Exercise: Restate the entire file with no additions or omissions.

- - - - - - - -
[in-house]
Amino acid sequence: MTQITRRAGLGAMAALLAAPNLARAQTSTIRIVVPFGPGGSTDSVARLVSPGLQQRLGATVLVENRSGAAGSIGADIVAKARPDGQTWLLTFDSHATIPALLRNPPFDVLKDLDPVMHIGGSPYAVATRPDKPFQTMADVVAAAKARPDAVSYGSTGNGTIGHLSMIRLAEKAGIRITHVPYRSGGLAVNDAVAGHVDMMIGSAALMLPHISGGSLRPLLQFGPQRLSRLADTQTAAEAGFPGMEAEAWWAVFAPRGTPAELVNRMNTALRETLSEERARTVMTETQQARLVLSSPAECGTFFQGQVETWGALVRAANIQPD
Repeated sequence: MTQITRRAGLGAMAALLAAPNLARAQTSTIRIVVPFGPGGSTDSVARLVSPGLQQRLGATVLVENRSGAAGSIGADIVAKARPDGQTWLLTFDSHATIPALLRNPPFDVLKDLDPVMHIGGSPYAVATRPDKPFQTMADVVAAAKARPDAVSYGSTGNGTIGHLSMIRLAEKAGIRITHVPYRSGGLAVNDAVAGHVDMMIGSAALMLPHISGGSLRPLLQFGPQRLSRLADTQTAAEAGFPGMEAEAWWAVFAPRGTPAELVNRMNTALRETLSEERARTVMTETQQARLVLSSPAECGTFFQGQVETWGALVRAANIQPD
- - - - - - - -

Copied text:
[in-house]
Amino acid sequence: MTQITRRAGLGAMAALLAAPNLARAQTSTIRIVVPFGPGGSTDSVARLVSPGLQQRLGATVLVENRSGAAGSIGADIVAKARPDGQTWLLTFDSHATIPALLRNPPFDVLKDLDPVMHIGGSPYAVATRPDKPFQTMADVVAAAKARPDAVSYGSTGNGTIGHLSMIRLAEKAGIRITHVPYRSGGLAVNDAVAGHVDMMIGSAALMLPHISGGSLRPLLQFGPQRLSRLADTQTAAEAGFPGMEAEAWWAVFAPRGTPAELVNRMNTALRETLSEERARTVMTETQQARLVLSSPAECGTFFQGQVETWGALVRAANIQPD
Repeated sequence: MTQITRRAGLGAMAALLAAPNLARAQTSTIRIVVPFGPGGSTDSVARLVSPGLQQRLGATVLVENRSGAAGSIGADIVAKARPDGQTWLLTFDSHATIPALLRNPPFDVLKDLDPVMHIGGSPYAVATRPDKPFQTMADVVAAAKARPDAVSYGSTGNGTIGHLSMIRLAEKAGIRITHVPYRSGGLAVNDAVAGHVDMMIGSAALMLPHISGGSLRPLLQFGPQRLSRLADTQTAAEAGFPGMEAEAWWAVFAPRGTPAELVNRMNTALRETLSEERARTVMTETQQARLVLSSPAECGTFFQGQVETWGALVRAANIQPD